CFSv2 Uncorrected Data (1/16) - Temps rose in early Nov 2020 after bottoming out at -1.25 degs, up to -0.01 degs in mid-June then fading to -0.3 degs through Aug and to -0.75 degs in mid Oct and -1.05 degs in mid-Nov and holding. The forecast indicates temps slowly toggling upwards to -0.70 degs in Feb then falling to -0.9 degs in June only to resettle at -0.70 degs in the July and holding beyond into Oct. This model suggests we are at or almost past the peak of La Nina temperatures this Winter. There is no indication that El Nino will develop and if anything we'll fall into a weak steady state La Nina beyond. The PDF Corrected forecast suggests the same thing. At this point it is safe to say peak La Nina has been reached but any sort of a whole sale recovery seems unlikely for now.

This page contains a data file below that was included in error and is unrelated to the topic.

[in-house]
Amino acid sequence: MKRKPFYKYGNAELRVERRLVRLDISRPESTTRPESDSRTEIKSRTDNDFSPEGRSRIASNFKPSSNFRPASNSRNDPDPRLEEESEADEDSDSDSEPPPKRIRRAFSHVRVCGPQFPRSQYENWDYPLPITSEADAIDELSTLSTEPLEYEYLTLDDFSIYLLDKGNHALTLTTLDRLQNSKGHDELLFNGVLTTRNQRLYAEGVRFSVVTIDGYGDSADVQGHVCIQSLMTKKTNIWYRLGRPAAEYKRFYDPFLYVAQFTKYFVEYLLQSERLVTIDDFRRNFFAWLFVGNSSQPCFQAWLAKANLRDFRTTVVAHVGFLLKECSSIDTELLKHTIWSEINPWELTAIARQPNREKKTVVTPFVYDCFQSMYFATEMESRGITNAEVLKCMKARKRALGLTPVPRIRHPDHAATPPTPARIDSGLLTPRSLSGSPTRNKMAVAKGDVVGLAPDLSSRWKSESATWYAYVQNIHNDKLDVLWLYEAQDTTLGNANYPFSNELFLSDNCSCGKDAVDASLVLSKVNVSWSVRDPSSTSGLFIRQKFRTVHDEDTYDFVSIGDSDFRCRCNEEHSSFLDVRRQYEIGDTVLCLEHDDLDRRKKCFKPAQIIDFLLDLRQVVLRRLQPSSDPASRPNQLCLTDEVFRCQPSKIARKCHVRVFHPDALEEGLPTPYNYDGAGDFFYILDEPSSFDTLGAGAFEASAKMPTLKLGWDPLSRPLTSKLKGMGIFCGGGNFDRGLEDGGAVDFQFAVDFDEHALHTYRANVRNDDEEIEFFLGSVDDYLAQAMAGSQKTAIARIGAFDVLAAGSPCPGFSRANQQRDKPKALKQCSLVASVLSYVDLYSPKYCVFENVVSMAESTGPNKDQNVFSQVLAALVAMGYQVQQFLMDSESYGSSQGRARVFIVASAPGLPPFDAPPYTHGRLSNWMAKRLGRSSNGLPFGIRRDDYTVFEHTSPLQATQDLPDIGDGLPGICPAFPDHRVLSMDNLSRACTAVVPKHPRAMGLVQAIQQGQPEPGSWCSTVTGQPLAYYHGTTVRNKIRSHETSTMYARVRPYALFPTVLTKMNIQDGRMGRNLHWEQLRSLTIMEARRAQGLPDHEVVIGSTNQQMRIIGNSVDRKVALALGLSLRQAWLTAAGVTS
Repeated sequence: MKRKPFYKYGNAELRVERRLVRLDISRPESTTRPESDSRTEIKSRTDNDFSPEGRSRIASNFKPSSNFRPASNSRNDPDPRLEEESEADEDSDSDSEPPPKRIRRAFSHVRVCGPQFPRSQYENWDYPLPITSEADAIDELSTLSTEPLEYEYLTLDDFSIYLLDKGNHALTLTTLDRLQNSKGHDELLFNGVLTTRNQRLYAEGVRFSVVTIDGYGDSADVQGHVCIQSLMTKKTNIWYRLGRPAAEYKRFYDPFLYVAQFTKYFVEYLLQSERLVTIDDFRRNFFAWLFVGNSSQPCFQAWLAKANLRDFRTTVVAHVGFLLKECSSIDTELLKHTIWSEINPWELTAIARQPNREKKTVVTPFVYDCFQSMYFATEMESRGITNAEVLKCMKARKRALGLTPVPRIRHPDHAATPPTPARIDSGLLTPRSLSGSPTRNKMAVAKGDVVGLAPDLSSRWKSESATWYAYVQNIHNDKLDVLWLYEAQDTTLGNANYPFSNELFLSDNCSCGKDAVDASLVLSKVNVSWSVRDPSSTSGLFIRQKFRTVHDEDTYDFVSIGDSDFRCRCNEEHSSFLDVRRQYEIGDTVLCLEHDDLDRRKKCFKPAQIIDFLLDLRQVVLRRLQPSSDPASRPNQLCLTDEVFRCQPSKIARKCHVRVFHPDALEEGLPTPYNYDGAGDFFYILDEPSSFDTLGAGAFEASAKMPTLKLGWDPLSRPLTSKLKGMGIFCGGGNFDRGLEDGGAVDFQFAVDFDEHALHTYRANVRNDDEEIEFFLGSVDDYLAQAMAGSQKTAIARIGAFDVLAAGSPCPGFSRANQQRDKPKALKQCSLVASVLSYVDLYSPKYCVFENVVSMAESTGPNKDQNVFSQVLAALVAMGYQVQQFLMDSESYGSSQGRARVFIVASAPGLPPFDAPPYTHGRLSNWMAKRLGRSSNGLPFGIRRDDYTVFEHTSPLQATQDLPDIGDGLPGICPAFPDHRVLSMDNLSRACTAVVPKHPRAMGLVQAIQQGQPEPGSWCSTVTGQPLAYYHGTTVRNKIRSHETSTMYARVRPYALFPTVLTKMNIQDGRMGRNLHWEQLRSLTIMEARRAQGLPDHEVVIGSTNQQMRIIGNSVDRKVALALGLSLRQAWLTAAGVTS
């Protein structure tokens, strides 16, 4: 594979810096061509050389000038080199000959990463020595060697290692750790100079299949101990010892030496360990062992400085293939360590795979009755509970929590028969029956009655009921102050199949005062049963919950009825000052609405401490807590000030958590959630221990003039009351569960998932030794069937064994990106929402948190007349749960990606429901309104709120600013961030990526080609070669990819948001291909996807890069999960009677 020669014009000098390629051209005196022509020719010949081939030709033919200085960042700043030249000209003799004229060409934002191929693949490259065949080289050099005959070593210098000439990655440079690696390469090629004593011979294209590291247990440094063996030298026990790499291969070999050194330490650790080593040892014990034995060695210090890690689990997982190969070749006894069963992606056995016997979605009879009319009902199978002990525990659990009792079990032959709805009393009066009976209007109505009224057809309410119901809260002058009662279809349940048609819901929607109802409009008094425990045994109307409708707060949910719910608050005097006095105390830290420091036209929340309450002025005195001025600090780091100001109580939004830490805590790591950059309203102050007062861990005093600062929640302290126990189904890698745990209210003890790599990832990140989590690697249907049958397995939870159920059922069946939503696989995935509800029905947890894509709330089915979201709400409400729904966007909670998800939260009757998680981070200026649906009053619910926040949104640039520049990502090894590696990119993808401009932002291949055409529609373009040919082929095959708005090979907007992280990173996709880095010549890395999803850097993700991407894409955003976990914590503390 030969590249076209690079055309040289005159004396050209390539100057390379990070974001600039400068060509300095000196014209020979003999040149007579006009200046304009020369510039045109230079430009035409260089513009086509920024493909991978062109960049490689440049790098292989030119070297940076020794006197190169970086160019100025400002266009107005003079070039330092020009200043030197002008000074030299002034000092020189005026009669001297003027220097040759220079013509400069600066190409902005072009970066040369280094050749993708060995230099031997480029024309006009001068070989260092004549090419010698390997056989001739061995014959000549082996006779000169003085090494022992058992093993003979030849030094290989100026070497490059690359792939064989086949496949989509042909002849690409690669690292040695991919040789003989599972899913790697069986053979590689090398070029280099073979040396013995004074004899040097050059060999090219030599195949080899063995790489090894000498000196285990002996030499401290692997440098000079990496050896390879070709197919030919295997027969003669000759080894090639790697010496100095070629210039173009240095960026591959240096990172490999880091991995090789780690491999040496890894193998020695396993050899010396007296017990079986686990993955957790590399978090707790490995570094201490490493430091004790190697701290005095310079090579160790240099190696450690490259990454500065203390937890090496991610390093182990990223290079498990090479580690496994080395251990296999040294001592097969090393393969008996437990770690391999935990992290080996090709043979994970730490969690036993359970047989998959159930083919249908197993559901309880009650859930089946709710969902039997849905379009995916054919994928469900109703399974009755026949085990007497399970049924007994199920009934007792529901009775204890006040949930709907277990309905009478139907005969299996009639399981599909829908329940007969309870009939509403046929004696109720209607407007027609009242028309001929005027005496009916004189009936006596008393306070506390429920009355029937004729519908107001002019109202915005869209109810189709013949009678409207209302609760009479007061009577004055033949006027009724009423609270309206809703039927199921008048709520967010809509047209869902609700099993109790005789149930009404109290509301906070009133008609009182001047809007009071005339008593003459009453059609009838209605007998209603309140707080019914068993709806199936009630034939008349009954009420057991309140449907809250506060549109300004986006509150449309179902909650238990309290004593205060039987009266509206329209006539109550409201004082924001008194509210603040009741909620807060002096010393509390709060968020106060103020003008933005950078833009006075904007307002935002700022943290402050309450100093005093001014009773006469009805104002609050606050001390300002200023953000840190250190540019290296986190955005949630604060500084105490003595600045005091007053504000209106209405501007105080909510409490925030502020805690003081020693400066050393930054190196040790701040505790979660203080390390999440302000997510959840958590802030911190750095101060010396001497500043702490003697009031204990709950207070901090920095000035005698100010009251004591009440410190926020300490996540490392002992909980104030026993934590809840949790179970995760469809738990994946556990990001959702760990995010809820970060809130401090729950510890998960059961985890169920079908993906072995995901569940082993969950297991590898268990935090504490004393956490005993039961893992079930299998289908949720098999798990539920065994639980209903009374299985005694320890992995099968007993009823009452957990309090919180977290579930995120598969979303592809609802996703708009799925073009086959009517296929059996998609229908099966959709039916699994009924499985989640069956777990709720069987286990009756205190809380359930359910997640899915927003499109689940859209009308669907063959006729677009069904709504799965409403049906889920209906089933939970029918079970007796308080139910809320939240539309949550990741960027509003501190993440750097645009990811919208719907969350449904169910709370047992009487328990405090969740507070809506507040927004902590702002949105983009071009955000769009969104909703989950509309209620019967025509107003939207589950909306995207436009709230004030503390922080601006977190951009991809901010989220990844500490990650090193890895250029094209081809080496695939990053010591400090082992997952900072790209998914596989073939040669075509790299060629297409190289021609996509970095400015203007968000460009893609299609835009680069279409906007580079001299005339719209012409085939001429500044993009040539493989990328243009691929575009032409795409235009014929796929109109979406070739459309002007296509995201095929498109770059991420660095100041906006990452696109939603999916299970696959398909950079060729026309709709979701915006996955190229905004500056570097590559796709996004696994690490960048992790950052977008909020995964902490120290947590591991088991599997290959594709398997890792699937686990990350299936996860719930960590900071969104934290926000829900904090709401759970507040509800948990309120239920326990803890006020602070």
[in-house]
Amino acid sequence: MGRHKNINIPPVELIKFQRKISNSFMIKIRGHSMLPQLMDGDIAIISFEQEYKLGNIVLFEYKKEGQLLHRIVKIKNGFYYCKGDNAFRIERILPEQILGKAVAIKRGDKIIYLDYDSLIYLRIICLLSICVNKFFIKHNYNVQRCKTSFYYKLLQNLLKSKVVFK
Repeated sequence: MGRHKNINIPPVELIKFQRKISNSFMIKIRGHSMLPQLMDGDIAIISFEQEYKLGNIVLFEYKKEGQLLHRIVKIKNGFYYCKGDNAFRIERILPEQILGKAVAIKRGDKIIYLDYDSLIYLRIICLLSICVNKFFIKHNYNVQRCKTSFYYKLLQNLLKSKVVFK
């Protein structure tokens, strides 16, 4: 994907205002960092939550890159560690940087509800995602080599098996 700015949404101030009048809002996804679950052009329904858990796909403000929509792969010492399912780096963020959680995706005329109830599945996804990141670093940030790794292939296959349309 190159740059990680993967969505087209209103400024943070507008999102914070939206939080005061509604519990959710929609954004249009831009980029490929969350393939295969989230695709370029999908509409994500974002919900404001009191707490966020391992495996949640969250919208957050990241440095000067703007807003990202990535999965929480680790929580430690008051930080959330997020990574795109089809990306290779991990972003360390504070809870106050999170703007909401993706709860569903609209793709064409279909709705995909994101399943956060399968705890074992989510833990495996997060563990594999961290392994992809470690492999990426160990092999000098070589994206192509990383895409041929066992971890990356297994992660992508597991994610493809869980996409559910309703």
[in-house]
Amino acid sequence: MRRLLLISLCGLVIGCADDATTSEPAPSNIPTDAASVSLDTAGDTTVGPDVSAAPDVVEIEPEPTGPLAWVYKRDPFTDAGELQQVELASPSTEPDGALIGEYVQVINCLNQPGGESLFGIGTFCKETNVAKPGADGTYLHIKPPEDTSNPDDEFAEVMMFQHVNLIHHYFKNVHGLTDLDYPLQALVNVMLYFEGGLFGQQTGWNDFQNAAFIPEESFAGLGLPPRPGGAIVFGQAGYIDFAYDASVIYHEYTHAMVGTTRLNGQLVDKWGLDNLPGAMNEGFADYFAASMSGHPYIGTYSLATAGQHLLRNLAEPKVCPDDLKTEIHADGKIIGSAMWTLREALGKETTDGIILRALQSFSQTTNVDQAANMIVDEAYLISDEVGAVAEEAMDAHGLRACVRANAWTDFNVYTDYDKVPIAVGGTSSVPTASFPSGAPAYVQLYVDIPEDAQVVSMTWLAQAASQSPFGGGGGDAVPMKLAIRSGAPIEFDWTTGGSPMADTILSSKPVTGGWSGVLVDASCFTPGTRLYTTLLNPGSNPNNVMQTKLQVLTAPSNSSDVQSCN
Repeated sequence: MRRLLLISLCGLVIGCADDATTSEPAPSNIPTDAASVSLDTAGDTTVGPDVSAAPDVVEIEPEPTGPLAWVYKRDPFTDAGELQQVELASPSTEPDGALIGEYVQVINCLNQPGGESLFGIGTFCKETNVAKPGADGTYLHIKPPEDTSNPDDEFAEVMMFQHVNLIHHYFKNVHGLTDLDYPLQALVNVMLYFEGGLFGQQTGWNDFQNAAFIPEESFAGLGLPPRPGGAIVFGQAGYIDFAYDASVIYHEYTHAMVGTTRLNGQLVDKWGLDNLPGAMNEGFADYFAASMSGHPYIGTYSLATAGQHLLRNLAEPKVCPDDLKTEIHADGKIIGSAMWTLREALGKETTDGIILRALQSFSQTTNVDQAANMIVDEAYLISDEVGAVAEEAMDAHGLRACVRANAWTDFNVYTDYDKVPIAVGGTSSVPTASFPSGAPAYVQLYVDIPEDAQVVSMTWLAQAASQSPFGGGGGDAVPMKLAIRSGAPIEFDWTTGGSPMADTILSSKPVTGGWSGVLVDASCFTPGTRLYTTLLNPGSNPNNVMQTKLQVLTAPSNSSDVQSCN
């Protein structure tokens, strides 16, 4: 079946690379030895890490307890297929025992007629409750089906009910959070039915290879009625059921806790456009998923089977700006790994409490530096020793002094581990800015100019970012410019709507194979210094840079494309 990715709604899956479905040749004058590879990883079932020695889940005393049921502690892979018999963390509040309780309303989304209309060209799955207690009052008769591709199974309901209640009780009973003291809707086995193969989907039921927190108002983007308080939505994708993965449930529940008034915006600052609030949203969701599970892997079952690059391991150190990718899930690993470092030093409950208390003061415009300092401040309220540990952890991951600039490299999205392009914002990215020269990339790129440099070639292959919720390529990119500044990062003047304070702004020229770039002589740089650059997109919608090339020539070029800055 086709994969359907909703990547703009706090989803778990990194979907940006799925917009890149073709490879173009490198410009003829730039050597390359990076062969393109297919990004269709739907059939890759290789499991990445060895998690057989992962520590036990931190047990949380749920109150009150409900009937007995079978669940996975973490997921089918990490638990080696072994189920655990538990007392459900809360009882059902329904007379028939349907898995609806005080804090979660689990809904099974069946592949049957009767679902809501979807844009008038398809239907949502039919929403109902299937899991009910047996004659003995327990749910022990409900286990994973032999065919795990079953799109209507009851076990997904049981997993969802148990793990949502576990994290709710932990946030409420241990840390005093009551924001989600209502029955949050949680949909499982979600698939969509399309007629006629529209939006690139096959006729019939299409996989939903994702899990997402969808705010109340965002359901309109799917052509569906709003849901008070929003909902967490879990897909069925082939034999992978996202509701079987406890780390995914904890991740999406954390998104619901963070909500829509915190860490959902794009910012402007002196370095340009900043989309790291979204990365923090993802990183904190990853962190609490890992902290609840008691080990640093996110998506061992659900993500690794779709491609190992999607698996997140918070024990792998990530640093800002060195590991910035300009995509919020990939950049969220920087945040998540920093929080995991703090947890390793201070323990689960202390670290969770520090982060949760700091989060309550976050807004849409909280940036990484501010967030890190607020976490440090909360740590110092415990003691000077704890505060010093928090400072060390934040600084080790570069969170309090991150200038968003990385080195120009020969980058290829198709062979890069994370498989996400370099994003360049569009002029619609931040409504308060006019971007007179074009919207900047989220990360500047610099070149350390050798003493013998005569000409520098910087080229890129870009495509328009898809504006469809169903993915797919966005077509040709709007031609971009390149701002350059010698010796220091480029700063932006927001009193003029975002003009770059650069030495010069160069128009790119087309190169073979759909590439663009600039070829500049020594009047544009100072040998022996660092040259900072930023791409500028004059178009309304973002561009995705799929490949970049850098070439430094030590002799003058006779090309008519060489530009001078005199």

IRI Consensus Plume: The Dec 20, 2021 Plume depicts temps are at -1.032 degs today and have bottomed out. They are to warm to -0.47 degrees in March, then rising to -0.00 degs in July and neutral after that. A solid return of La Nina is expected peaking about now then warming thereafter.
See chart here - link.

Atmospheric Coupling (Indicating the presence of El Nino in the atmosphere driven by the ocean):
Southern Oscillation Index (SOI) (negative is good, positive bad - this is a lagging indicator):
Today (1/18) the daily index was negative at -2.63 after peaking at +46.71 on 12/26. The trend of late has been more towards negative readings lately after previously being towards positive readings with previous notable peaks at +30.98 on 11/26, +36.90 on 9/28, +27.75 on 9/13 and +37.86 on 7/15.
The 30 day average was falling at +1.86 after peaking at +13.07 on 12/31 (the highest in a year) after previously falling to +6.06 on 11/6 after peaking at +11.58 on 10/22. Before that it fell to -3.36 on 6/22, the lowest in a year. It peaked at +19.51 on 1/14.
The 90 day average was falling at +6.74 today after previously peaking at +10.90 on 12/26, falling to +7.10 on 11/1. It previously peaking on 9/21 at +9.80 after falling to it's lowest point in a year on 6/9 at +1.06. The 90 day average peaked at +15.75 on 2/23 (clearly indicative of La Nina then). This index is a lagging indicator but suggest La Nina is returning.